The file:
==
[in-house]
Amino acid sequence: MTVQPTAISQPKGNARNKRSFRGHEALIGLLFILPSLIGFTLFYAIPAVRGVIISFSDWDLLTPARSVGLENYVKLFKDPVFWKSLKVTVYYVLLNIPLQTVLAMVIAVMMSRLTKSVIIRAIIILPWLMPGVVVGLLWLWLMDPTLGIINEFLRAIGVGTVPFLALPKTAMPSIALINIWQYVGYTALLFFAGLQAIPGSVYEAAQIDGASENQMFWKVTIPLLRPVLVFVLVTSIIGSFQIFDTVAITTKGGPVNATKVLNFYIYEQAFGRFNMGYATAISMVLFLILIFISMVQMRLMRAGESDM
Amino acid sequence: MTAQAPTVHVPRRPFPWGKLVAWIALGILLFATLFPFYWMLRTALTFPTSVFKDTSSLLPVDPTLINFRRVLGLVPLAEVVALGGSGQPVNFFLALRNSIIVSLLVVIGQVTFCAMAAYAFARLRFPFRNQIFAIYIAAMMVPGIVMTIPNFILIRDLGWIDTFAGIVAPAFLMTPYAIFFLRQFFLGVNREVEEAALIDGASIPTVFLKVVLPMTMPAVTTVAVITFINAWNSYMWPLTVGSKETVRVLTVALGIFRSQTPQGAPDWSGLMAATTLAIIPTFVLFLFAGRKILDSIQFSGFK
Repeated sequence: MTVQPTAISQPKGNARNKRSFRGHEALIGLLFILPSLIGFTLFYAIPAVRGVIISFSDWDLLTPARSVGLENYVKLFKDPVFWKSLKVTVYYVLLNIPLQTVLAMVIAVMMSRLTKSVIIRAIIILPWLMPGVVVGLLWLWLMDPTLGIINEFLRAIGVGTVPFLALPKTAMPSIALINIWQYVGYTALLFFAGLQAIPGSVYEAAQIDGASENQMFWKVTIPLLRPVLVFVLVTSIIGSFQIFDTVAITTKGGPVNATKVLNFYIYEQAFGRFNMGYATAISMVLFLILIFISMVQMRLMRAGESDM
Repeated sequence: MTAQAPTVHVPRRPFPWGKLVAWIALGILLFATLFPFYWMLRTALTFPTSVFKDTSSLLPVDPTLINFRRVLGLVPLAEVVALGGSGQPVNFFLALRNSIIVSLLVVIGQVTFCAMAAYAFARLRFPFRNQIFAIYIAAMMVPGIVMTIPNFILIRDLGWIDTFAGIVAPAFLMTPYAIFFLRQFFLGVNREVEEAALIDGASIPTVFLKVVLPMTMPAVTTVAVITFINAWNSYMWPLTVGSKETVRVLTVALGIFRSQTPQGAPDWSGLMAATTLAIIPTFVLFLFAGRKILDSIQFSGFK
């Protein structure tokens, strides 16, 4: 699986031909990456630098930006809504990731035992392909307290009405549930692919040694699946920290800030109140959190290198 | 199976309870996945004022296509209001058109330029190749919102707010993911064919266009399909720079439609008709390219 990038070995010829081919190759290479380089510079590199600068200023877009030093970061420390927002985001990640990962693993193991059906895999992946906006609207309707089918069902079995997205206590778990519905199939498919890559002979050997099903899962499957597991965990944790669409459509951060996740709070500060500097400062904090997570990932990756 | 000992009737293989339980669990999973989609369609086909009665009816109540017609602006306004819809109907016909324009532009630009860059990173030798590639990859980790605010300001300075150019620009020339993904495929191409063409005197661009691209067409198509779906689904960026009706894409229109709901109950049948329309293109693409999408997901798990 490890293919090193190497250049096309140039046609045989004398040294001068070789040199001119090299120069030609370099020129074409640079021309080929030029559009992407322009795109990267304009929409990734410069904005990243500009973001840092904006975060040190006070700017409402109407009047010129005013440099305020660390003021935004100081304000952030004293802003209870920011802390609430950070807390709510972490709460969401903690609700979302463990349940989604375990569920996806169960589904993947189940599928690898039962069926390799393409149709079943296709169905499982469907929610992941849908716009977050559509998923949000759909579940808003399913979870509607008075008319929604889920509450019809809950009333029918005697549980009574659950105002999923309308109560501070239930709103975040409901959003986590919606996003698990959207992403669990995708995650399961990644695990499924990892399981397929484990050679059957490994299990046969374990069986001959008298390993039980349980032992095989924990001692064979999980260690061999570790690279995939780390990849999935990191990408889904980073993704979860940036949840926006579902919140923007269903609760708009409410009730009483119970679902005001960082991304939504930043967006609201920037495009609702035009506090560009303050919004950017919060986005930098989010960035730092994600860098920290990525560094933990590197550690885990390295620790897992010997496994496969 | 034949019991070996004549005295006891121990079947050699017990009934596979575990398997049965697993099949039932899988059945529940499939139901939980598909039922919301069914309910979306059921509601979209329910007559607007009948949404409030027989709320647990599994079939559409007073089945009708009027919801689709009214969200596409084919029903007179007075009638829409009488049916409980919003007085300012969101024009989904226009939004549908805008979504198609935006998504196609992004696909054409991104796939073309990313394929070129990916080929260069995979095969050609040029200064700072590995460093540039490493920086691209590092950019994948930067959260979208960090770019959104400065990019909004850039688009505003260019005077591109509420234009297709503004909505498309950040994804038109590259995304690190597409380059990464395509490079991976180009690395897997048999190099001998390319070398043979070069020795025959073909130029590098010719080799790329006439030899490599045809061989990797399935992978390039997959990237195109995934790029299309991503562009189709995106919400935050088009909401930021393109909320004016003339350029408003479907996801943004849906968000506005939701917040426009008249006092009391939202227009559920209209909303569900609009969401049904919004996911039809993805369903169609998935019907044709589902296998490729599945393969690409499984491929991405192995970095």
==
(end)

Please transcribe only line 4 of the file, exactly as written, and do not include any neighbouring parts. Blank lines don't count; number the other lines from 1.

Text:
Repeated sequence: MTVQPTAISQPKGNARNKRSFRGHEALIGLLFILPSLIGFTLFYAIPAVRGVIISFSDWDLLTPARSVGLENYVKLFKDPVFWKSLKVTVYYVLLNIPLQTVLAMVIAVMMSRLTKSVIIRAIIILPWLMPGVVVGLLWLWLMDPTLGIINEFLRAIGVGTVPFLALPKTAMPSIALINIWQYVGYTALLFFAGLQAIPGSVYEAAQIDGASENQMFWKVTIPLLRPVLVFVLVTSIIGSFQIFDTVAITTKGGPVNATKVLNFYIYEQAFGRFNMGYATAISMVLFLILIFISMVQMRLMRAGESDM